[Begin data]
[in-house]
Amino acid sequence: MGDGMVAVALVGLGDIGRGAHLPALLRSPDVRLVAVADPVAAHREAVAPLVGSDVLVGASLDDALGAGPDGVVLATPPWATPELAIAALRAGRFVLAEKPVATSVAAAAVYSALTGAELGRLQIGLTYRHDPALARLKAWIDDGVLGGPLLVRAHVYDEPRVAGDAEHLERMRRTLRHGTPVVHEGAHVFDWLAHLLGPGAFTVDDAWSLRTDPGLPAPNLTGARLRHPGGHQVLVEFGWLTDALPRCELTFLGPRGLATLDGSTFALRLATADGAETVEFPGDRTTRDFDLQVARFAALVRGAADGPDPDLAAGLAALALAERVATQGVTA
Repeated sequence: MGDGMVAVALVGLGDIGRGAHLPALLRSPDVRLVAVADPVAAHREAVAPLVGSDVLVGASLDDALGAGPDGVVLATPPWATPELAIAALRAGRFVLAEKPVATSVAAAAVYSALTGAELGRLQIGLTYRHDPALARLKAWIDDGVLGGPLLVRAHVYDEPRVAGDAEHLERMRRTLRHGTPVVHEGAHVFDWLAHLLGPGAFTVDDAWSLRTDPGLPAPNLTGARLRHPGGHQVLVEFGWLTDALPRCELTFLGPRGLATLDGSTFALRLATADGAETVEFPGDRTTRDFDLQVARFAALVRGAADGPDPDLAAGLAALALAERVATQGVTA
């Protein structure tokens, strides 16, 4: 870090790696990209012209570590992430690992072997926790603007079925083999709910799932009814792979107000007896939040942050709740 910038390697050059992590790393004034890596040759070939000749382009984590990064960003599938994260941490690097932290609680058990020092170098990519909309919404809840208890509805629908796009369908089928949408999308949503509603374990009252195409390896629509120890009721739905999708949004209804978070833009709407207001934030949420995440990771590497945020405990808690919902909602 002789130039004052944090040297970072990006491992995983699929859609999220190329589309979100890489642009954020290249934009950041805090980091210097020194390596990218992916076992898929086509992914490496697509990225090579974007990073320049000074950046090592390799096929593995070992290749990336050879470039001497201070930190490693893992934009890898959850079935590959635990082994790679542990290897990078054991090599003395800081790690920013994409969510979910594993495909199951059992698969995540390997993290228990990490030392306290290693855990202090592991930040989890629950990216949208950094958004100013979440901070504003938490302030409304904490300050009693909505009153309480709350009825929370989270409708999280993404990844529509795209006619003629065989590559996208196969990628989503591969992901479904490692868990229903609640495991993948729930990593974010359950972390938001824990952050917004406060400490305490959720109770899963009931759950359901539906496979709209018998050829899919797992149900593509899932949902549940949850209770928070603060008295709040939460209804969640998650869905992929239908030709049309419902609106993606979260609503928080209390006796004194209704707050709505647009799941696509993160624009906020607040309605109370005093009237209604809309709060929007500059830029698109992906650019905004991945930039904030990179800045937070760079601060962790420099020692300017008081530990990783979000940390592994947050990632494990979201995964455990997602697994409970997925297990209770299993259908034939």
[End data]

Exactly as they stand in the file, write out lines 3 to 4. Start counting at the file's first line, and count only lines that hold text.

Repeated sequence: MGDGMVAVALVGLGDIGRGAHLPALLRSPDVRLVAVADPVAAHREAVAPLVGSDVLVGASLDDALGAGPDGVVLATPPWATPELAIAALRAGRFVLAEKPVATSVAAAAVYSALTGAELGRLQIGLTYRHDPALARLKAWIDDGVLGGPLLVRAHVYDEPRVAGDAEHLERMRRTLRHGTPVVHEGAHVFDWLAHLLGPGAFTVDDAWSLRTDPGLPAPNLTGARLRHPGGHQVLVEFGWLTDALPRCELTFLGPRGLATLDGSTFALRLATADGAETVEFPGDRTTRDFDLQVARFAALVRGAADGPDPDLAAGLAALALAERVATQGVTA
């Protein structure tokens, strides 16, 4: 870090790696990209012209570590992430690992072997926790603007079925083999709910799932009814792979107000007896939040942050709740 910038390697050059992590790393004034890596040759070939000749382009984590990064960003599938994260941490690097932290609680058990020092170098990519909309919404809840208890509805629908796009369908089928949408999308949503509603374990009252195409390896629509120890009721739905999708949004209804978070833009709407207001934030949420995440990771590497945020405990808690919902909602 002789130039004052944090040297970072990006491992995983699929859609999220190329589309979100890489642009954020290249934009950041805090980091210097020194390596990218992916076992898929086509992914490496697509990225090579974007990073320049000074950046090592390799096929593995070992290749990336050879470039001497201070930190490693893992934009890898959850079935590959635990082994790679542990290897990078054991090599003395800081790690920013994409969510979910594993495909199951059992698969995540390997993290228990990490030392306290290693855990202090592991930040989890629950990216949208950094958004100013979440901070504003938490302030409304904490300050009693909505009153309480709350009825929370989270409708999280993404990844529509795209006619003629065989590559996208196969990628989503591969992901479904490692868990229903609640495991993948729930990593974010359950972390938001824990952050917004406060400490305490959720109770899963009931759950359901539906496979709209018998050829899919797992149900593509899932949902549940949850209770928070603060008295709040939460209804969640998650869905992929239908030709049309419902609106993606979260609503928080209390006796004194209704707050709505647009799941696509993160624009906020607040309605109370005093009237209604809309709060929007500059830029698109992906650019905004991945930039904030990179800045937070760079601060962790420099020692300017008081530990990783979000940390592994947050990632494990979201995964455990997602697994409970997925297990209770299993259908034939």